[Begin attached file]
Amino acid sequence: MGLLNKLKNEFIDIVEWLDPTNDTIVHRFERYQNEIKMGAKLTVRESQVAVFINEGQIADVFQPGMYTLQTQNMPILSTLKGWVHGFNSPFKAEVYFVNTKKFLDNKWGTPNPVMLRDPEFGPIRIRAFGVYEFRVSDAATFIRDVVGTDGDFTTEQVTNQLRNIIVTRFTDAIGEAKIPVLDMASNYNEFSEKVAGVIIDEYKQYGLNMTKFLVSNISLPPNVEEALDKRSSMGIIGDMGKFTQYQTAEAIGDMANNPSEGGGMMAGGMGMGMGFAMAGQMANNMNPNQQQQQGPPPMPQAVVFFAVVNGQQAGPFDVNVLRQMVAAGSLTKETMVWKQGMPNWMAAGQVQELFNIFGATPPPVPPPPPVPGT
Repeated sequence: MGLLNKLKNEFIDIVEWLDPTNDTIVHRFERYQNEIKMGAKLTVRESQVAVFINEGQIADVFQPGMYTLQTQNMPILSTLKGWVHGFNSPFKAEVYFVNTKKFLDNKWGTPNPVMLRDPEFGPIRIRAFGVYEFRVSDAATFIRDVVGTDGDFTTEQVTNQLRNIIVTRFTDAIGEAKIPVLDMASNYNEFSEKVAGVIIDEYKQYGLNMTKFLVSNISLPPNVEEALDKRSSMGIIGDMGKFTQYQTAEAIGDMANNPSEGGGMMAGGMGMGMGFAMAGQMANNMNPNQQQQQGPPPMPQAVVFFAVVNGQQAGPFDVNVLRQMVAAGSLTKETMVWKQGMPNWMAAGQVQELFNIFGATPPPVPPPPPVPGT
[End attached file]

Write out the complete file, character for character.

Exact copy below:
Amino acid sequence: MGLLNKLKNEFIDIVEWLDPTNDTIVHRFERYQNEIKMGAKLTVRESQVAVFINEGQIADVFQPGMYTLQTQNMPILSTLKGWVHGFNSPFKAEVYFVNTKKFLDNKWGTPNPVMLRDPEFGPIRIRAFGVYEFRVSDAATFIRDVVGTDGDFTTEQVTNQLRNIIVTRFTDAIGEAKIPVLDMASNYNEFSEKVAGVIIDEYKQYGLNMTKFLVSNISLPPNVEEALDKRSSMGIIGDMGKFTQYQTAEAIGDMANNPSEGGGMMAGGMGMGMGFAMAGQMANNMNPNQQQQQGPPPMPQAVVFFAVVNGQQAGPFDVNVLRQMVAAGSLTKETMVWKQGMPNWMAAGQVQELFNIFGATPPPVPPPPPVPGT
Repeated sequence: MGLLNKLKNEFIDIVEWLDPTNDTIVHRFERYQNEIKMGAKLTVRESQVAVFINEGQIADVFQPGMYTLQTQNMPILSTLKGWVHGFNSPFKAEVYFVNTKKFLDNKWGTPNPVMLRDPEFGPIRIRAFGVYEFRVSDAATFIRDVVGTDGDFTTEQVTNQLRNIIVTRFTDAIGEAKIPVLDMASNYNEFSEKVAGVIIDEYKQYGLNMTKFLVSNISLPPNVEEALDKRSSMGIIGDMGKFTQYQTAEAIGDMANNPSEGGGMMAGGMGMGMGFAMAGQMANNMNPNQQQQQGPPPMPQAVVFFAVVNGQQAGPFDVNVLRQMVAAGSLTKETMVWKQGMPNWMAAGQVQELFNIFGATPPPVPPPPPVPGT